David Warlick wrote a blog this past weekend, Games • Learning • Society [classroom strategy guides?], in which he discussed gaming, the use of cheat sites by gamers (kids) and the obvious question of whether this phenomena has any implications for school.
“It occurred to me that study guides for tests are a lot like strategy guides for video games,” wrote Mr. Warlick.
My response may seem a bit radical…
Studying, which in school parlance really means memorizing, is based on the assumption that learning is unnatural. This is categorically untrue.
“Learning” a computer game cheat code from a web site is a very low-level of learning. It’s just looking something up, like much of what schools misrepresent as student research. This activity bares little resemblance to “studying” the violin or “studying” to be a brain surgeon.
Some educators marvel or recoil at students finding cheat codes on the web, but that’s only because ingenuity is so rare within the school curriculum. Classroom mischief may offer the richest or exclusive contexts for ingenuity.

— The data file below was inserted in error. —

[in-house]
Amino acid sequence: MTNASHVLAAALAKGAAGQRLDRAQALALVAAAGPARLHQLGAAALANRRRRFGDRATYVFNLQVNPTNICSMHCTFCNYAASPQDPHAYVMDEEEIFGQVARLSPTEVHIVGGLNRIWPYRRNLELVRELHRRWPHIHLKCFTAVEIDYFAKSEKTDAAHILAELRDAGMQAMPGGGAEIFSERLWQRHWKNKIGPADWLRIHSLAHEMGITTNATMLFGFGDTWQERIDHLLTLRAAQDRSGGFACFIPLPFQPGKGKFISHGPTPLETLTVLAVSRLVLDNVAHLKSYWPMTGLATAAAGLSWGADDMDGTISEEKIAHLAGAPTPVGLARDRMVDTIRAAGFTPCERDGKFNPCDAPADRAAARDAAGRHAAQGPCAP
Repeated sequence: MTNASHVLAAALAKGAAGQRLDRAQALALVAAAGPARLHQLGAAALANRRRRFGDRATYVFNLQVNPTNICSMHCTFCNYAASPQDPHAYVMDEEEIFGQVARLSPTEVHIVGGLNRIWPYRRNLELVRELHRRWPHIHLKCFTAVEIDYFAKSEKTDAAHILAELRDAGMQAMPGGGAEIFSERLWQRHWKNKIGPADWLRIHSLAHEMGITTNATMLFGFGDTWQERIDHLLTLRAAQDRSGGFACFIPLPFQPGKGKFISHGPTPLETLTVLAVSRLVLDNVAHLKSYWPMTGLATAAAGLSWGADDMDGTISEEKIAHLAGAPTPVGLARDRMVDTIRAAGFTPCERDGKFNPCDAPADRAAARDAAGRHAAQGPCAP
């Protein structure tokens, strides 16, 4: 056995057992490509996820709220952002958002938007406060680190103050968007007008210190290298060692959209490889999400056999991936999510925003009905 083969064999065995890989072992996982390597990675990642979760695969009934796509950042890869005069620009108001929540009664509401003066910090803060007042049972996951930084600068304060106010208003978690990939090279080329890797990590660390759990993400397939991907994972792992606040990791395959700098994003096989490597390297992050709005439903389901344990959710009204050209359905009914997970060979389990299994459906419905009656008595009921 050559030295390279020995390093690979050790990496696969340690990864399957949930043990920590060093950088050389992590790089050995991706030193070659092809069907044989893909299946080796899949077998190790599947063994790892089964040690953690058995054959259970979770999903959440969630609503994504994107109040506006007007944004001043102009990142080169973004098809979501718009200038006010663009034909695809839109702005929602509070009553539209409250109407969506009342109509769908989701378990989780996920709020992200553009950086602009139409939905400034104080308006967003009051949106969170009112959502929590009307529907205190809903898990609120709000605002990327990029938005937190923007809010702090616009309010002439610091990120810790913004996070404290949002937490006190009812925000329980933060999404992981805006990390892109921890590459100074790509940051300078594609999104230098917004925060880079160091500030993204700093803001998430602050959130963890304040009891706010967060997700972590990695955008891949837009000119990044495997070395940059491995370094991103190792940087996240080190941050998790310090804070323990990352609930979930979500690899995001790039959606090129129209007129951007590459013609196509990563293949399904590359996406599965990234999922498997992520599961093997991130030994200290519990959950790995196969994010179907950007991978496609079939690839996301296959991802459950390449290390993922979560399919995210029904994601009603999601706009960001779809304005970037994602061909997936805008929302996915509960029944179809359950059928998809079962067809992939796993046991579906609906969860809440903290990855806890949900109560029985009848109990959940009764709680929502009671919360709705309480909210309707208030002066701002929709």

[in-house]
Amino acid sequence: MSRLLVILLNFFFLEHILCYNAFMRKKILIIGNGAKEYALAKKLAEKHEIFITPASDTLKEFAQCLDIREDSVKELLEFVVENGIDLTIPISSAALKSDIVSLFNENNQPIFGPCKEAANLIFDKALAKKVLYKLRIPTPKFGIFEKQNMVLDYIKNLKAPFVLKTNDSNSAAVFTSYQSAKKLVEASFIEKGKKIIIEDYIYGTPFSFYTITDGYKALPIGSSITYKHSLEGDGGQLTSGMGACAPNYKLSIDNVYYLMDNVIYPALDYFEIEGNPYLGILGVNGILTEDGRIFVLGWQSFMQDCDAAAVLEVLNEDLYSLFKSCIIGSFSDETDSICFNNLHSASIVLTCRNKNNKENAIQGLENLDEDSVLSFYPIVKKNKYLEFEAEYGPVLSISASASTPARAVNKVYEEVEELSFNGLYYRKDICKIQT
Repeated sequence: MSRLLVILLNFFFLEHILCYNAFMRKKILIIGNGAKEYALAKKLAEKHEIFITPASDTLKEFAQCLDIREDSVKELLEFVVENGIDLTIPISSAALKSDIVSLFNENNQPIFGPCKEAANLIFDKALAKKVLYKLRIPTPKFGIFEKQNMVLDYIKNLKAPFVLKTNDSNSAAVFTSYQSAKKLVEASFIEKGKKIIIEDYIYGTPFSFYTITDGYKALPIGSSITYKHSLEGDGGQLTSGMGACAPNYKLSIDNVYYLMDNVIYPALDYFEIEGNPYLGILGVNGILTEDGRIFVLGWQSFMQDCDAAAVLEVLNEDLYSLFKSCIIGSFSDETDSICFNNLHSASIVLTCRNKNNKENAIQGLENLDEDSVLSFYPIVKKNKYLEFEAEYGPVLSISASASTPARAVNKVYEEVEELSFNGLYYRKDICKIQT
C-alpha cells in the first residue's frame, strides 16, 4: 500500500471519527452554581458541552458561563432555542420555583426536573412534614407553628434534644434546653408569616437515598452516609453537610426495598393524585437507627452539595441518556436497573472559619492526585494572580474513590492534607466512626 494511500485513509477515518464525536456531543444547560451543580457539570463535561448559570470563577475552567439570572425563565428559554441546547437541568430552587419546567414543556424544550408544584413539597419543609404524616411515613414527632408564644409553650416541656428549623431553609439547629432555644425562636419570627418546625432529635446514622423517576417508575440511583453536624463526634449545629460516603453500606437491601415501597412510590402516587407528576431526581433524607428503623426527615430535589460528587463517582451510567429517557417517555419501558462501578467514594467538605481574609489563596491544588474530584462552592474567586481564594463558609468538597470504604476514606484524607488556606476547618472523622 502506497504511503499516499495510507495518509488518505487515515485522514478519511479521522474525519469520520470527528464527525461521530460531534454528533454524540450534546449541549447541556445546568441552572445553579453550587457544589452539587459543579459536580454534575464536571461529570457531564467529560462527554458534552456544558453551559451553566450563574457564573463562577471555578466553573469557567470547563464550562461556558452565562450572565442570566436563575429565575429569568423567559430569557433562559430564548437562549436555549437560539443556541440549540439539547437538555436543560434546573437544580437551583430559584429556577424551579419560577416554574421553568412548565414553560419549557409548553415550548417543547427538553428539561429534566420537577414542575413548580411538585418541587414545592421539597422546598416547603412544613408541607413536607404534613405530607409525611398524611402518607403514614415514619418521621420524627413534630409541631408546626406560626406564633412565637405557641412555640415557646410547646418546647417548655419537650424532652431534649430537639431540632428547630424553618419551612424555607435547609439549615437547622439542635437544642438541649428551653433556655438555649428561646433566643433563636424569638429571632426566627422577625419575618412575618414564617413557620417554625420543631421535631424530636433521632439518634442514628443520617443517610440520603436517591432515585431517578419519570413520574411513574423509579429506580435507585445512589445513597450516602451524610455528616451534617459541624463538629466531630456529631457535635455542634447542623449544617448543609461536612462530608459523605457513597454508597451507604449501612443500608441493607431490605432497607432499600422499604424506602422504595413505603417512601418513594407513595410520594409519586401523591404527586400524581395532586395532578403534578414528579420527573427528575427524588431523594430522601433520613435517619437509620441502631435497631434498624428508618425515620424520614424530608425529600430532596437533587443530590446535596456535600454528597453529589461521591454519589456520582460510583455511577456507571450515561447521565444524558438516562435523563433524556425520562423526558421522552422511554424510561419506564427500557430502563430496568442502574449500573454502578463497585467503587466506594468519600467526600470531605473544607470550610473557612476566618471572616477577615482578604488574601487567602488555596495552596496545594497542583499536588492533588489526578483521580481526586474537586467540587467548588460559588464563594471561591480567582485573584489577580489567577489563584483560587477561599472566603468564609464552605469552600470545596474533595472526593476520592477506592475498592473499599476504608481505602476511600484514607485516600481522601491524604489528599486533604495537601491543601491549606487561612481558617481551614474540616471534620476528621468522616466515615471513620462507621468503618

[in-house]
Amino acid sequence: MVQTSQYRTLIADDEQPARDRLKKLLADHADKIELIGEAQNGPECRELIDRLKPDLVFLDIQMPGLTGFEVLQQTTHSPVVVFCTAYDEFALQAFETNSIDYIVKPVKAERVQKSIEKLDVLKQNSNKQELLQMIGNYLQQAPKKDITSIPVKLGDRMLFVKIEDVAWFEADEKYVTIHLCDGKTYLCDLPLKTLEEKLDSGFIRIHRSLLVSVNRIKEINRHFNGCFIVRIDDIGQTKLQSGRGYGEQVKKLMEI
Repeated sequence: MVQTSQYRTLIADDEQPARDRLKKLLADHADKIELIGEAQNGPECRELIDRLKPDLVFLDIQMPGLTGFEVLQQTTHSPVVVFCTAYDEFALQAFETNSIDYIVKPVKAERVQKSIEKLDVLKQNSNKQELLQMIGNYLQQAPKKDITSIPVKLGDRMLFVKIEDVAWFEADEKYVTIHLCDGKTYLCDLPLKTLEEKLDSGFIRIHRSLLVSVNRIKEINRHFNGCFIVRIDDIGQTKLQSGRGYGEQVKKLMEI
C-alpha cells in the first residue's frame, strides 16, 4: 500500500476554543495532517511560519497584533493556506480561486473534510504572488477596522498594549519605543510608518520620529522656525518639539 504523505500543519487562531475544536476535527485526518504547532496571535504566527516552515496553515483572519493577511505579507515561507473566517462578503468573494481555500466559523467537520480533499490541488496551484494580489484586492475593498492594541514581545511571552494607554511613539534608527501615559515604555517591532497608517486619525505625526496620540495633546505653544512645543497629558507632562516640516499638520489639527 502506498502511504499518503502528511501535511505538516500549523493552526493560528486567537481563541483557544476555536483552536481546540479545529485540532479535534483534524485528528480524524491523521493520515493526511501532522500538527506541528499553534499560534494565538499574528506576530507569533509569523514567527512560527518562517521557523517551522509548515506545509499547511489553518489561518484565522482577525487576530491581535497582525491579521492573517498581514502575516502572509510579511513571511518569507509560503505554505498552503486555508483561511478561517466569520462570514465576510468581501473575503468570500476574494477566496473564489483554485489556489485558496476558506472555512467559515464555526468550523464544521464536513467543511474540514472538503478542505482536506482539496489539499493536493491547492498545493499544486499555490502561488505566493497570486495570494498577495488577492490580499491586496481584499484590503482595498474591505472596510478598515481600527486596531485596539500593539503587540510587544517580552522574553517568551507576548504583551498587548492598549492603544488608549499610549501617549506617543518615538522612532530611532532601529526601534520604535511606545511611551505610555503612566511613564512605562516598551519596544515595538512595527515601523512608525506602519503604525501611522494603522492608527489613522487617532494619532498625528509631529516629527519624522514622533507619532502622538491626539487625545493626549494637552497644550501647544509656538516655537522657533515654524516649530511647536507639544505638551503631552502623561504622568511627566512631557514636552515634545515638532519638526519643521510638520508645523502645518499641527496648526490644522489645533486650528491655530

If school wasn’t based on right and wrong answers, studying would be unnecessary.
Cheating is only necessary when it’s viable. Assessment schemes, like tests, are only necessary when teachers are not respected and when teachers don’t trust their own instincts.
Veteran educator Gary Stager, Ph.D. is the author of Twenty Things to Do with a Computer – Forward 50, co-author of Invent To Learn — Making, Tinkering, and Engineering in the Classroom, publisher at Constructing Modern Knowledge Press, and the founder of the Constructing Modern Knowledge summer institute. He led professional development in the world’s first 1:1 laptop schools thirty years ago and designed one of the oldest online graduate school programs. Gary is also the curator of The Seymour Papert archives at DailyPapert.com. Learn more about Gary here.